The first time I really noticed the massive increase in my own personal resilience was the day after the EU Referendum results in June last year.  I really did not think that the UK would or should vote to leave the EU, and never in a million years dreamed that Wales, and the (VERY heavily supported by EU funding) South Wales valleys would actually vote to leave.  

My shock at the result quickly turned to great distress and anger, which threatened to overwhelm me until, in the early afternoon, I realised that at no point in the morning, which saw me in a highly agitated state, had I even thought about drinking and smoking.  The first time either activity crossed my mind was when I realised that they hadn’t been an issue.  

I know that my former self would have been in the pub by lunchtime, blaming the ‘leave’ voters and getting very angry.

I knew in that moment that I had grown considerably from the person I had been even just a year ago.  I think that a year previously, which would have been just 8 months into my sobriety, I would have at least had to make a decision, and engaged willpower to overcome the urge to numb.   

In early recovery, willpower is very important to ensure that you are able to resist the cravings.  A clear sense of why you want to resist helps, as does a stockpile of distraction and relaxation strategies to enable you to get through those testing moments.  It is worth remembering that a physical craving only lasts seconds, the agony comes from what your mind does with that brief moment of craving.

As your recovery deepens, it helps to work on practices that increase your resilience to stress and anxiety.  Here are a few things you can do that help to build resilience and inner strength

Work your program

Whatever program of recovery you are following, make sure you follow it.  For me, this means a commitment to my yoga practice, and living my life as closely aligned with yogic principles as possible.   I am currently reading Russell Brand’s new book, Recovery: Freedom from our Addictions, which is teaching me about the 12 Step program. I have never done a 12 step program before, but am seriously thinking about working through it as I can see that it is a powerful program with which to improve life in all sorts of ways.

Reflect

Spend some time each day reflecting on the day that has passed, what has been good, what could have been better, what lessons you have learned and what you can let go of.  This helps to clear your mind of rumination and worry before bed, allowing yourself to get a better night’s sleep.

Gratitude

A regular gratitude practice is proven to be an effective protector against stress and to increase resilience.  When you focus on the things that are good in your life, no matter how small, your brain becomes trained to look for the good things, and to find solutions to the less good.  Gratitude has been shown to increase resilience, reduce stress and improve sleep, physical and mental health, and productivity and focus at work.  Learn more about the benefits of gratitude here

Sleep

Sleep is vital for the effective management of stress, so try to make sure that you get enough.  Develop a relaxing nighttime routine that allows you to feel rested and ready for bed, such as journaling and gratitude, gentle exercise, a warm bath, reading from a book, and reduce activities that will prevent you getting good sleep, such as late night screen time, stimulating TV, high energy exercise.  This post offers a practice that will help if you experience sleep difficulties.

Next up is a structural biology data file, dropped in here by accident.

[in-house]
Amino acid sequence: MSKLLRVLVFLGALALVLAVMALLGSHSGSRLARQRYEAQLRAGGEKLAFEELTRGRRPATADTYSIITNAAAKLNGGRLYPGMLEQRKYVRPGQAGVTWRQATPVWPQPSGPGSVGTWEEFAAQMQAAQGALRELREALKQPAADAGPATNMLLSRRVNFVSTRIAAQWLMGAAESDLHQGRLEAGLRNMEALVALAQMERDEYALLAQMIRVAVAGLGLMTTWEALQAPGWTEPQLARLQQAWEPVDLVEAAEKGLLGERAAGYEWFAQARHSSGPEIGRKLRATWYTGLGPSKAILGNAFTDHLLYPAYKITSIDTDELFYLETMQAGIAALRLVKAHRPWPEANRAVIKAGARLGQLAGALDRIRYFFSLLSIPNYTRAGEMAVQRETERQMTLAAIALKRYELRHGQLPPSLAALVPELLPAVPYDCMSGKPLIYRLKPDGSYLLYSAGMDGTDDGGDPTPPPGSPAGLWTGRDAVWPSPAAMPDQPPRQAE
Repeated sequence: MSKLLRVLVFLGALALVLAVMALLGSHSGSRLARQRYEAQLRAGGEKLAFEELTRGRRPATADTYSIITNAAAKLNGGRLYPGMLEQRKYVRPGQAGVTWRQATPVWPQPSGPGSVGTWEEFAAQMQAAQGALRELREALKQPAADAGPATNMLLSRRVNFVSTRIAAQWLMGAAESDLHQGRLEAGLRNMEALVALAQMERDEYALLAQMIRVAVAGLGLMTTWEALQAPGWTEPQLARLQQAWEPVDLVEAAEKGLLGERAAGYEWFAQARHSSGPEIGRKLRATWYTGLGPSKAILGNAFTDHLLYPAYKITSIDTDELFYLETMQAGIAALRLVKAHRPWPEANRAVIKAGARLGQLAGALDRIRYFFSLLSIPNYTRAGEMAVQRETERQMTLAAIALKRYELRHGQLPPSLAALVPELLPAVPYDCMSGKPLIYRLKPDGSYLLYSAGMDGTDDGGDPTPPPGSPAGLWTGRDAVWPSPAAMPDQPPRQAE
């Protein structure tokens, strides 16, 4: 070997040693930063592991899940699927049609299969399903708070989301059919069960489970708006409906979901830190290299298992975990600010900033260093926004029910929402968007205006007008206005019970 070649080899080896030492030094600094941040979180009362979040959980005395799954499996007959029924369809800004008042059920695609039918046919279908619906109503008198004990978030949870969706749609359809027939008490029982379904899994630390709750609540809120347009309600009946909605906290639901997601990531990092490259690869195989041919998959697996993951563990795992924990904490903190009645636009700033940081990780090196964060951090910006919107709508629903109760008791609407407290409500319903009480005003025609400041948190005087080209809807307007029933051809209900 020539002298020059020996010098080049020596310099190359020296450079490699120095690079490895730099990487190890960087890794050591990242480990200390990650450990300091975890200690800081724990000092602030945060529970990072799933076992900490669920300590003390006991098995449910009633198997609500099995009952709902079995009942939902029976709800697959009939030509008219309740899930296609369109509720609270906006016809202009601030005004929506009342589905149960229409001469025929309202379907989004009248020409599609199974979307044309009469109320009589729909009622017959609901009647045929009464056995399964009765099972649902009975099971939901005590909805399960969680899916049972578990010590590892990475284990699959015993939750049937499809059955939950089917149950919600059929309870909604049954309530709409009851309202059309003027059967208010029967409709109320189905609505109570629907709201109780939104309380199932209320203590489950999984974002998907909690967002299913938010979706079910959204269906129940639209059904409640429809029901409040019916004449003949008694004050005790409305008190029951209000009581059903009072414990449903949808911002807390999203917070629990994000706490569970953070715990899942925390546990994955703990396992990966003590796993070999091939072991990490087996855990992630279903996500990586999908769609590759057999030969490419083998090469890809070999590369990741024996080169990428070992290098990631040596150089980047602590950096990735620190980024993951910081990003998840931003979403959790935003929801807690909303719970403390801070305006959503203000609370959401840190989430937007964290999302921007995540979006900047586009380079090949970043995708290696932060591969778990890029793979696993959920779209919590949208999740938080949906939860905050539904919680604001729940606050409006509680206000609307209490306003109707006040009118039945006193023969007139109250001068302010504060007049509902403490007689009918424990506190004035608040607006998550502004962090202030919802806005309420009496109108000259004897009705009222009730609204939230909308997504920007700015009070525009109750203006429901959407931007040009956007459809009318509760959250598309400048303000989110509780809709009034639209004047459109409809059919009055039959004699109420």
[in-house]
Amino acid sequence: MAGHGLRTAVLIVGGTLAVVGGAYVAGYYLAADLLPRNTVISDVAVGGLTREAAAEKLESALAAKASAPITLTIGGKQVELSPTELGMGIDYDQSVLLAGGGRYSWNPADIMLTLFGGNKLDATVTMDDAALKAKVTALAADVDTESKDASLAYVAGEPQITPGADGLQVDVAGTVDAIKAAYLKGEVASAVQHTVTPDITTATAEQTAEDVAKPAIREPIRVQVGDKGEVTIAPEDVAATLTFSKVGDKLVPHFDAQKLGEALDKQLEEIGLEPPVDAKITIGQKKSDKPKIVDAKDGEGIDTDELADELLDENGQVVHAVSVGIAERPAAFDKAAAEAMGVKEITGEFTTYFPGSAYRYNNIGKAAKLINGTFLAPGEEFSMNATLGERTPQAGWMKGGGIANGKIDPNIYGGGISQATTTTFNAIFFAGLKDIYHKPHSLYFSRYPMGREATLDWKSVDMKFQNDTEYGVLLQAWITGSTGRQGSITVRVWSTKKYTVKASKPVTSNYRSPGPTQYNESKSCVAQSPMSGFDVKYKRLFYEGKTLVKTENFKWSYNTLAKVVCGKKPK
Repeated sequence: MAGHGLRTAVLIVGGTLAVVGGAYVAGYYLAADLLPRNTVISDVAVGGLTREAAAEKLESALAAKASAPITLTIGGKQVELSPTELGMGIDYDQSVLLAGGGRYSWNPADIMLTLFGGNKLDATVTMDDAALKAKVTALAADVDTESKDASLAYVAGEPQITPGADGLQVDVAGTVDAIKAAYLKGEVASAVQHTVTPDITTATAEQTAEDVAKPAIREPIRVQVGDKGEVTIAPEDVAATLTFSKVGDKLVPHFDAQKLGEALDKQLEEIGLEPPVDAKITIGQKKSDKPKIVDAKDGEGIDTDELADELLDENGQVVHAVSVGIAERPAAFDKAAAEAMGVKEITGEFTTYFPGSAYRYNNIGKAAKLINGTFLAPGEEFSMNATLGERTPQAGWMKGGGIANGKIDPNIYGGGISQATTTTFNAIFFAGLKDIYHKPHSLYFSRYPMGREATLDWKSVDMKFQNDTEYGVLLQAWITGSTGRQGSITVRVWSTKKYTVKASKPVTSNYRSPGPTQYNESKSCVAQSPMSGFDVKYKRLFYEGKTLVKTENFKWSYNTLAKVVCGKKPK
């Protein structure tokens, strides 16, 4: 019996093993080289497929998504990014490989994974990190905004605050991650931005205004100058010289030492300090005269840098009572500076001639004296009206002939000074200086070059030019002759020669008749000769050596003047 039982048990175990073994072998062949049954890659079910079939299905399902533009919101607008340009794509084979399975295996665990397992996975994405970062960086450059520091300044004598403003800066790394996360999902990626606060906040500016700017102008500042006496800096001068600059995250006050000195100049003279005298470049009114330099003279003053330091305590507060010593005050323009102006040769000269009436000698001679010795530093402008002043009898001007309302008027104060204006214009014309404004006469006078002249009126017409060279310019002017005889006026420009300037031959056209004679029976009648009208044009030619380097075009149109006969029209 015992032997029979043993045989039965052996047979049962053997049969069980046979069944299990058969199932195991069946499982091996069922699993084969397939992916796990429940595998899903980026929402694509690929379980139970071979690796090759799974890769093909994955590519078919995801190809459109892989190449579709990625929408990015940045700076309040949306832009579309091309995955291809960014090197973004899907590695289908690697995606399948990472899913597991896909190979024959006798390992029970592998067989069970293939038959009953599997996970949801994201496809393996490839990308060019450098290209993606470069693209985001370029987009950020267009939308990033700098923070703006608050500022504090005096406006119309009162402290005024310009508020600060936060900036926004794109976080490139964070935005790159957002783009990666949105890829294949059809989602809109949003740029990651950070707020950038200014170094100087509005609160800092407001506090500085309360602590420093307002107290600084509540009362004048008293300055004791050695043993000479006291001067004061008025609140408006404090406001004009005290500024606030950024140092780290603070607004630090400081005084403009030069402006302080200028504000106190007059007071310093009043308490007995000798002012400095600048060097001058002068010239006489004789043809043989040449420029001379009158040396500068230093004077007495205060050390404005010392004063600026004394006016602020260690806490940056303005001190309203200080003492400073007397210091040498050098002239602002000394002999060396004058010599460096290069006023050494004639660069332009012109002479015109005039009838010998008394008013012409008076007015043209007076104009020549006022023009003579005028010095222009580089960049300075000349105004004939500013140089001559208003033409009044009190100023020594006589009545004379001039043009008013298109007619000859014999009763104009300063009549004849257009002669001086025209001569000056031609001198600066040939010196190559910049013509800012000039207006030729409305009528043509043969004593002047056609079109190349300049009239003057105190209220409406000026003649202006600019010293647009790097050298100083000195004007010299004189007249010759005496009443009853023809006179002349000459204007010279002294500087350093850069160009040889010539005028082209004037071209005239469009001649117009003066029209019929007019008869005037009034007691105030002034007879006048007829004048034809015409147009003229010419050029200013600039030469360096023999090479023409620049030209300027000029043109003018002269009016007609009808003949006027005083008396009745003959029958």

Eating Well

Good nutrition is very important for everyone, but when you are in recovery, it is really important to allow your body to heal, and to give your brain all the resources it needs.  The way we eat definitely impacts on how we feel emotionally, so if your diet is poor in nutrients, then your whole being will suffer.  Olivia Pennelle, a nutrition coach in recovery herself has a wonderful website packed with amazing advice to help you improve your nutrition to boost your recovery

Talk it out

When you keep your worries to yourself, they can become huge, unmanageable monsters that can eat you up, creating shame and more stress and worry than they need to.  Sharing your problems with a supportive other, whether that is a friend, caring professional, peer, loved one can ease the burden tremendously.  Simply knowing that you have someone you can turn to can reduce the stress of a situation…..I have gone to a friend in great agitation many times, to have that agitation reduced the minute I hear the words ‘sit down, I’ll make you a cup of tea and we can talk about it‘.  It is wise to choose your confidante wisely, don’t start pouring your heart out to the stranger on the bus stop just because she mentioned the weather, but a well chosen listening ear can transform worries.

I can help

If you need a supportive ear and want to talk to someone who has been through addiction and understands where you are, perhaps I can help.  I offer free 30 minute Connection Calls in which we can talk about your worries, I can offer you some support and we can look at other ways in which I can support you.  These calls are totally obligation free, I am here to serve.

If you would like to talk, please use the button below to book your call, and I will look forward to speaking to you soon

book your connection call here

 

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10 Tips for a Happy Recovery

 

This easy to read ebook provides practical tips to help you beat stress and find peace and happiness in your recovery

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